🚪 Reentrancy Returns — Build Blockchain Issue No. 92

Please enjoy Issue Number 91 of the Build Blockchain newsletter. To receive these in your inbox every Sunday morning, subscribe for free.

In the past week, there have been two notable hacks of Decentralized Finance smart contracts running on Ethereum, both involving a token called imBTC. The incidents have renewed debates about the responsibility of those who build— and those who use— DeFi apps. They've even led some to question the viability of DeFi in general, given the constant threat of a hack leading to irrecoverable loss of funds.

In this edition of Build Blockchain, we'll take a look at the technical aspects of the incidents and discuss what builders and users should do to protect themselves. We'll also touch on what these hacks say more broadly about the adoption and maturation of DeFi.

imBTC and ERC-777

The token involved in both of these incidents is called imBTC. It is similar to WBTC in that it's a token pegged to Bitcoin via BTC held custodially by a trusted third party. It is implemented on Ethereum using the ERC-777 standard, which adds features to the more ubiquitous ERC-20 standard while retaining backwards compatibility. Link.

One of the features of ERC-777 made both of the attacks possible. While most ERC-20 token transfers are simple atomic state updates, ERC-777 enables users to register a "hook" that is triggered when tokens are sent or received. There's actually nothing wrong with this feature per-se, but in both attacks, it had not been properly accounted for by the DeFi protocol which was exploited. This allowed the hackers to execute subsequent transactions before their first transaction had completed, while the DeFi contracts being attacked were in an unexpected state.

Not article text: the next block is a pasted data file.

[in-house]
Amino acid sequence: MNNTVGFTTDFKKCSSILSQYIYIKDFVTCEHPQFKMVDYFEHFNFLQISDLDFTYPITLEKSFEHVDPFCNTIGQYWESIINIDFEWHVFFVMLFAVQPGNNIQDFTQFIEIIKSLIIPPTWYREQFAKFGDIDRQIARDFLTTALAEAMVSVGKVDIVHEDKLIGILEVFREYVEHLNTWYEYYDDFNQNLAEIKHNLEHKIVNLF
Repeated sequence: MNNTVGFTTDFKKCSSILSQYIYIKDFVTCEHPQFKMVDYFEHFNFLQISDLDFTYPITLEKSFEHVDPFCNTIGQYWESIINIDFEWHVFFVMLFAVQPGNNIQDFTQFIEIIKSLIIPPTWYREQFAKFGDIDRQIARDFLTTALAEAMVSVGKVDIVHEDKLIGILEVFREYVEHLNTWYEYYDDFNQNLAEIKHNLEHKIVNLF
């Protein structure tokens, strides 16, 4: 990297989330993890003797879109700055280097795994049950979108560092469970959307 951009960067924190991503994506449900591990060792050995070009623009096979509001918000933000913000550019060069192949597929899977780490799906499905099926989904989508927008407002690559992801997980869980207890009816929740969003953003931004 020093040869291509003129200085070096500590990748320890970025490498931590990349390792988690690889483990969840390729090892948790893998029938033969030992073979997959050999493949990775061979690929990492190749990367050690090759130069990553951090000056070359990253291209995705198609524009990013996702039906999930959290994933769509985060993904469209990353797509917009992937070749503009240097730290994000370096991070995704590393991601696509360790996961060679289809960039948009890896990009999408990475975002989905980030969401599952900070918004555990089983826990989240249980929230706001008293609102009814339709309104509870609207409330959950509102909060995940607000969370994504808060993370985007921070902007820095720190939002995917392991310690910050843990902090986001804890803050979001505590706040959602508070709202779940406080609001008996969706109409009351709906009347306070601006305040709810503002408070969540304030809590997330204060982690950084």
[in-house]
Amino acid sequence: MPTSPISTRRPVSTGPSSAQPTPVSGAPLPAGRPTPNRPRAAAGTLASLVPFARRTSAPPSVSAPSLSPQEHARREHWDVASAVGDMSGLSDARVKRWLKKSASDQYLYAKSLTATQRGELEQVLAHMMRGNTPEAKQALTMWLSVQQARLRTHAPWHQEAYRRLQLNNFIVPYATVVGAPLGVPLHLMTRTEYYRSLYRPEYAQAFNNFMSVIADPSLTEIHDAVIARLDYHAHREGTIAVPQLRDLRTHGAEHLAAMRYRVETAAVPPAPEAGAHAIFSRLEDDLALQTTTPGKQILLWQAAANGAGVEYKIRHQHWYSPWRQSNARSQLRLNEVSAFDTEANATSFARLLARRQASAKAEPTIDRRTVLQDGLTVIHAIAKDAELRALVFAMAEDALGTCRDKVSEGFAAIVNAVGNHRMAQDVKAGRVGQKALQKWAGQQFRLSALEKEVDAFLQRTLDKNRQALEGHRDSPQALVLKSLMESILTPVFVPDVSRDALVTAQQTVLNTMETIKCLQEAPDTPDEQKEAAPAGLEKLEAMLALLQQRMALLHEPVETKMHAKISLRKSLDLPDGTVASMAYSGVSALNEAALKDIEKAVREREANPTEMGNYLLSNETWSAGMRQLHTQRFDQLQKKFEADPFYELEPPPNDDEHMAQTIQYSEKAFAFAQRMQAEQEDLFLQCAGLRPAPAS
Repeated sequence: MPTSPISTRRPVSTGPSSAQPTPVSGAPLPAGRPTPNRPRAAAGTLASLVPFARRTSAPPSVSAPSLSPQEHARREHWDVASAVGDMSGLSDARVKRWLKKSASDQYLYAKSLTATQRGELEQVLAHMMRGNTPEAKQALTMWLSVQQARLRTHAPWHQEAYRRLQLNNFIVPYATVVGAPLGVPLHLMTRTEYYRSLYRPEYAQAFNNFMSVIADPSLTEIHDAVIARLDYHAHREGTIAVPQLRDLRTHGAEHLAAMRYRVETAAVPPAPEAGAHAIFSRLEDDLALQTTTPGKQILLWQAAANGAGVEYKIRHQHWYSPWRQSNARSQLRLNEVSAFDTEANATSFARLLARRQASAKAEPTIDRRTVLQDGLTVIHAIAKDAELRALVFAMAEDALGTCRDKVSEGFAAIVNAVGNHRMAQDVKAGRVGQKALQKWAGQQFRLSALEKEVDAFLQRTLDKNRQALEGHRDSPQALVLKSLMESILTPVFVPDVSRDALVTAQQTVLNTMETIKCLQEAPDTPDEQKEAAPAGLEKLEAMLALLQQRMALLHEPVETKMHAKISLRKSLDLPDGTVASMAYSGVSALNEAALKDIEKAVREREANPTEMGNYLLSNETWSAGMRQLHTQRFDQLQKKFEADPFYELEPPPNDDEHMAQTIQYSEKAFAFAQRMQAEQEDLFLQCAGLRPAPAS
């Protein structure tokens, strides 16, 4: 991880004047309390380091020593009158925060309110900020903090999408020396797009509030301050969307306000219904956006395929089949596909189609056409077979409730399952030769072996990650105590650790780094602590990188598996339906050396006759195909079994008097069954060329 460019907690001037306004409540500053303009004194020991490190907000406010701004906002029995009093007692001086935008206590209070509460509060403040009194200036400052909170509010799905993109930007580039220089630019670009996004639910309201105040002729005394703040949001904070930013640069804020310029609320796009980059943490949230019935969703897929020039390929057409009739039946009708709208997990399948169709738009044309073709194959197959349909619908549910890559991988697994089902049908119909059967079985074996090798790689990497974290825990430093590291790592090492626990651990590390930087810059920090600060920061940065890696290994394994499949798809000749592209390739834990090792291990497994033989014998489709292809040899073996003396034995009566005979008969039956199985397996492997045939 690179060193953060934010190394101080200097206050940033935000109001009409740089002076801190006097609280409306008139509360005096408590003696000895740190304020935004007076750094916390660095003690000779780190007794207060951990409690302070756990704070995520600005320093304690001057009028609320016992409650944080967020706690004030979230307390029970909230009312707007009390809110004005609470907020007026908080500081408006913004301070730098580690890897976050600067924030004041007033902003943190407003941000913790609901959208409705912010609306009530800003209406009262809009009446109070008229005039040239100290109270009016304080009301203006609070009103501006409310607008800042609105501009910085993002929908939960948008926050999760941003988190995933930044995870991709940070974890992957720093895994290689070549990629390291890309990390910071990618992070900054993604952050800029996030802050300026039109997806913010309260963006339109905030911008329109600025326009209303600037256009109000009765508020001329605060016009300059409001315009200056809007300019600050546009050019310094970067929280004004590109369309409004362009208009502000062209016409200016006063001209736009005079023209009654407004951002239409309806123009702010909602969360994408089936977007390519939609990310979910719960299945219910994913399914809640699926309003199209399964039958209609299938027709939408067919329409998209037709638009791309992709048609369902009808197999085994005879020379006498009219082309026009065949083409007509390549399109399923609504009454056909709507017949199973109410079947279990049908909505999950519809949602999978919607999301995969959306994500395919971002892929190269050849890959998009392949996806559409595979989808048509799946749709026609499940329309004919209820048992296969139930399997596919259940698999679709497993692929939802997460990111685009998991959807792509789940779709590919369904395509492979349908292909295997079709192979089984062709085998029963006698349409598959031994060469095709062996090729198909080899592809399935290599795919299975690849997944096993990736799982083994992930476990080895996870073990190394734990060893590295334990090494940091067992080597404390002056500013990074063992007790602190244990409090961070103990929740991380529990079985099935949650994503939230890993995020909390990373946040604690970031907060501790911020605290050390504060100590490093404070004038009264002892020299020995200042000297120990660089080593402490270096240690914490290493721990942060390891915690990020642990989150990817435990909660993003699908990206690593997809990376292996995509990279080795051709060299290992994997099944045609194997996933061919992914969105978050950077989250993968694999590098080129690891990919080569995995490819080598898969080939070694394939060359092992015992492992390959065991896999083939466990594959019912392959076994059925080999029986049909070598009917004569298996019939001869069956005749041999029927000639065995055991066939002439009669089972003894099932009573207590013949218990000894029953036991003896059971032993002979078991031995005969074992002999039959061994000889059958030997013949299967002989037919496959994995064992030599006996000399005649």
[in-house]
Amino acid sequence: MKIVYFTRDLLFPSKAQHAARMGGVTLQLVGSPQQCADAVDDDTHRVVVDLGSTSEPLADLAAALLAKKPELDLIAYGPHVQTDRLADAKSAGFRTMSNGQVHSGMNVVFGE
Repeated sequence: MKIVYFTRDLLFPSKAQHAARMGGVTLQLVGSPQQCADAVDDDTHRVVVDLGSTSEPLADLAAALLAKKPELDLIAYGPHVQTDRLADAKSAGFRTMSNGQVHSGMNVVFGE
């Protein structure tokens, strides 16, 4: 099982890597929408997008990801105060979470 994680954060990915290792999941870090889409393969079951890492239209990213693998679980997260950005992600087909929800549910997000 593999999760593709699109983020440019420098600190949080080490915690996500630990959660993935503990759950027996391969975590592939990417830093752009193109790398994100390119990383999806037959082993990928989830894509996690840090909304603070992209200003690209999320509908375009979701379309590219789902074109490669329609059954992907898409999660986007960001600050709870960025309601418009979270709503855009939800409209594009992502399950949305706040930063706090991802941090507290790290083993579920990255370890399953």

This kind of vulnerability exists because of a computer science property called "reentrancy." If that sounds familiar to you, it's because the hacker behind the infamous attack on "The DAO" used the same technique.

Draining A Uniswap Pool

The first hack involved draining the imBTC liquidity pool of the Uniswap decentralized exchange. In total, $300,000 worth of tokens were taken. Interestingly, this particular Uniswap exploit has been known about since a 2018 audit, wherein the exact attack used this week was spelled out by the auditors. Link.

Uniswap has grown as a popular exchange despite this exploit because the overwhelming majority of ERC-20 tokens are not vulnerable to it. Unlike many other DeFi protocols, Uniswap truly is decentralized. The contracts are truly autonomous, with no administrative privileges or pause functions, and users can trade any token that is ERC-20 compatible.